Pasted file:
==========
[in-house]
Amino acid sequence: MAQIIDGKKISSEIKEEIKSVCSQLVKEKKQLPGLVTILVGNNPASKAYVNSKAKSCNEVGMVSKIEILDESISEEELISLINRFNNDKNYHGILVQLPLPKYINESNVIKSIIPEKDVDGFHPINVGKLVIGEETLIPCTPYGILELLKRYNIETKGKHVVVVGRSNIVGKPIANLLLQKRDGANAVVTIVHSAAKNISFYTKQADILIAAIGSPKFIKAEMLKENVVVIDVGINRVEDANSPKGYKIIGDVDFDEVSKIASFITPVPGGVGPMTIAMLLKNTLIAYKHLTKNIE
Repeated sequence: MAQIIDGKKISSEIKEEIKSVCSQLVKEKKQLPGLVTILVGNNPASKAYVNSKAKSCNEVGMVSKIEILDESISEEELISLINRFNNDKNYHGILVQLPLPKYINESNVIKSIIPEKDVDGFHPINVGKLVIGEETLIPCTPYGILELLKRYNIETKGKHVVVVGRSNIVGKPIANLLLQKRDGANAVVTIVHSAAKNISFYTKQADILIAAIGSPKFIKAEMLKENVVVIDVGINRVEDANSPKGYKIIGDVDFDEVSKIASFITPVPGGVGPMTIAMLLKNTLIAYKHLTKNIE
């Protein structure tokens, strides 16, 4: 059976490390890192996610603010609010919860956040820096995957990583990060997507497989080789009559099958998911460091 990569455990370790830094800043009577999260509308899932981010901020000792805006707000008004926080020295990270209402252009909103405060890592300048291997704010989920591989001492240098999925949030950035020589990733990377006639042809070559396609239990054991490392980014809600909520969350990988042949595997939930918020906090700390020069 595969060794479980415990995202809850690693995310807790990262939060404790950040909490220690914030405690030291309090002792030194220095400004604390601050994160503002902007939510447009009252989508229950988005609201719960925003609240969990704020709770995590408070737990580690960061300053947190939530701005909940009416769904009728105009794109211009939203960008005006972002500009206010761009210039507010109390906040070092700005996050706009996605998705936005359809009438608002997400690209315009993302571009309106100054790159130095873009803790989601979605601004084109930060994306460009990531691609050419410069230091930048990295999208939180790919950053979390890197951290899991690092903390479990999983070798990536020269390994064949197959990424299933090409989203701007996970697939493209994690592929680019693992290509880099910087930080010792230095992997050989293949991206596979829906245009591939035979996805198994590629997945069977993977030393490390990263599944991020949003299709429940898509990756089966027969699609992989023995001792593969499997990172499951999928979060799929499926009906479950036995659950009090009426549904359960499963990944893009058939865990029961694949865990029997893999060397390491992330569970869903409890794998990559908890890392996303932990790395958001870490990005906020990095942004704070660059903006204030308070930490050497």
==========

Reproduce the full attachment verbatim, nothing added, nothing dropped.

[in-house]
Amino acid sequence: MAQIIDGKKISSEIKEEIKSVCSQLVKEKKQLPGLVTILVGNNPASKAYVNSKAKSCNEVGMVSKIEILDESISEEELISLINRFNNDKNYHGILVQLPLPKYINESNVIKSIIPEKDVDGFHPINVGKLVIGEETLIPCTPYGILELLKRYNIETKGKHVVVVGRSNIVGKPIANLLLQKRDGANAVVTIVHSAAKNISFYTKQADILIAAIGSPKFIKAEMLKENVVVIDVGINRVEDANSPKGYKIIGDVDFDEVSKIASFITPVPGGVGPMTIAMLLKNTLIAYKHLTKNIE
Repeated sequence: MAQIIDGKKISSEIKEEIKSVCSQLVKEKKQLPGLVTILVGNNPASKAYVNSKAKSCNEVGMVSKIEILDESISEEELISLINRFNNDKNYHGILVQLPLPKYINESNVIKSIIPEKDVDGFHPINVGKLVIGEETLIPCTPYGILELLKRYNIETKGKHVVVVGRSNIVGKPIANLLLQKRDGANAVVTIVHSAAKNISFYTKQADILIAAIGSPKFIKAEMLKENVVVIDVGINRVEDANSPKGYKIIGDVDFDEVSKIASFITPVPGGVGPMTIAMLLKNTLIAYKHLTKNIE
């Protein structure tokens, strides 16, 4: 059976490390890192996610603010609010919860956040820096995957990583990060997507497989080789009559099958998911460091 990569455990370790830094800043009577999260509308899932981010901020000792805006707000008004926080020295990270209402252009909103405060890592300048291997704010989920591989001492240098999925949030950035020589990733990377006639042809070559396609239990054991490392980014809600909520969350990988042949595997939930918020906090700390020069 595969060794479980415990995202809850690693995310807790990262939060404790950040909490220690914030405690030291309090002792030194220095400004604390601050994160503002902007939510447009009252989508229950988005609201719960925003609240969990704020709770995590408070737990580690960061300053947190939530701005909940009416769904009728105009794109211009939203960008005006972002500009206010761009210039507010109390906040070092700005996050706009996605998705936005359809009438608002997400690209315009993302571009309106100054790159130095873009803790989601979605601004084109930060994306460009990531691609050419410069230091930048990295999208939180790919950053979390890197951290899991690092903390479990999983070798990536020269390994064949197959990424299933090409989203701007996970697939493209994690592929680019693992290509880099910087930080010792230095992997050989293949991206596979829906245009591939035979996805198994590629997945069977993977030393490390990263599944991020949003299709429940898509990756089966027969699609992989023995001792593969499997990172499951999928979060799929499926009906479950036995659950009090009426549904359960499963990944893009058939865990029961694949865990029997893999060397390491992330569970869903409890794998990559908890890392996303932990790395958001870490990005906020990095942004704070660059903006204030308070930490050497």